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Thread: Beginner video critique

  1. #1
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    Beginner video critique

    I learned how to swim freestyle two summers ago and I love it! I'd appreciate any swimming tips and feedback. I'd like to improve my form with the aim of swimming faster triathlon distances (1.5 - 4 km). The video below is grainy and watermarked but I'm hoping there's enough there to give a general gist of my current stroke.

    http://youtu.be/H4_a263ytBw

    Thanks!

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    Wannabe Middle D. Swimmer qbrain's Avatar
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    Re: Beginner video critique

    Quote Originally Posted by jonathanpdx View Post
    I learned how to swim freestyle two summers ago and I love it! I'd appreciate any swimming tips and feedback. I'd like to improve my form with the aim of swimming faster triathlon distances (1.5 - 4 km). The video below is grainy and watermarked but I'm hoping there's enough there to give a general gist of my current stroke.

    http://youtu.be/H4_a263ytBw

    Thanks!
    I am going to make some triathlon specific comments because you want to swim as fast as possible using the least amount of energy and save the legs for the bike and run.

    Recovery - You are using too much energy to recover your arm over the water. Rotate your body more so your upper arm never crosses the plane of your torso. This should take less energy using larger more enduring muscles and be easier on your shoulder joint than what you are doing now. Do finger tip drag drill to figure out just how high your hand needs to be to clear the water. Concentrate on being as relaxed as possible through the recovery.

    Reach - reach further forward on your hand entry without hyper extending your shoulder. Do not lock out the elbow, but your arm should be otherwise straight.

    Finish - You are not completing your stroke. Rotate at hips and finish your stroke past your waist.

    Balance - You are dragging your hips and legs. The easiest way to correct this without a strong kick is to look down at the bottom of the pool, straighten your neck and press your chest towards the bottom of the pool. That should bring the hips up. Swimming in a pool, you really want your butt checks regularly breaking the surface of the water as you swim.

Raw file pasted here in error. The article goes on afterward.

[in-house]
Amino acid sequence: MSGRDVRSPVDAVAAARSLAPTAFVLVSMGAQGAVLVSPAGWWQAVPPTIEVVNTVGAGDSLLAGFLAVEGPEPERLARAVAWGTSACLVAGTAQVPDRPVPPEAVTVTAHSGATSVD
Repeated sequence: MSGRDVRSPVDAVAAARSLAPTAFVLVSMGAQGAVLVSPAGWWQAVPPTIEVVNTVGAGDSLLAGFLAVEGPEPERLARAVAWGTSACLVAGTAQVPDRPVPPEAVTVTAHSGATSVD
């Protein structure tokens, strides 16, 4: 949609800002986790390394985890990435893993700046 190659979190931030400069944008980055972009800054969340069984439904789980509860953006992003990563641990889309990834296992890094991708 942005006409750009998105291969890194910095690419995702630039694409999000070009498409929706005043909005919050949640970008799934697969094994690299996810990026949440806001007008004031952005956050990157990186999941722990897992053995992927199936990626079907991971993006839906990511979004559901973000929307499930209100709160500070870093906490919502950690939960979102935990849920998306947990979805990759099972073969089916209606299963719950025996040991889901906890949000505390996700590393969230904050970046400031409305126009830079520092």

Kick - You don't really want to, you are saving your legs for the bike and run, but you want to keep your legs high in the water to minimize drag. When you are sighting, try to get away with a frogman (goggles only out of the water) and kick to compensate for the poor body position. You also want to kick as you come into the finish to fill your legs with blood and warm them up for the transition.

    Breathing - breath to the side and try to avoid Tarzan swimming. It is easiest to get clean air to the side (instead of eating a wave or someones kick to the front). With a good amount of chop, Tarzan will be unavoidable, so it is worth practicing to get your shoulders used to it, and to learn to arch your body to minimize drag.

    One thing you should really focus on in the pool is your stroke count per length. If we are the same speed, but you are taking 20 strokes and I am taking 15, I am going to be less tired getting out of the water. Stroke count is a very good indicator of stroke improvements. Swimmers play golf, where we count our strokes and add it to our time and try to decrease that number. A length is pretty common, but it would make sense for you to keep track of 4 or 8 lengths of the pool. Pick a distance and use it as a benchmark to see how your stroke is improving.

    Joining a masters team will be helpful. Regular training, coaching, better swimmers to watch and ask questions of and someone else coming up with workout ideas.

    I can't see what you are doing underwater, but it is pretty simple at the beginning. You want your palm to face straight back as soon as possible, your finger tips point straight down and you pull in a straight line, straight back.

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    Very Active Member __steve__'s Avatar
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    Re: Beginner video critique

    It (↑) might be alot of info, but believe me, it will pay off if you take the time. It will be a great deal of work, but the more you continue without correction, the more difficult it will be to fix. Even worse, it may cause permanent shoulder problems. I'm speaking from experience after injuring my good shoulder within the first few years of swimming.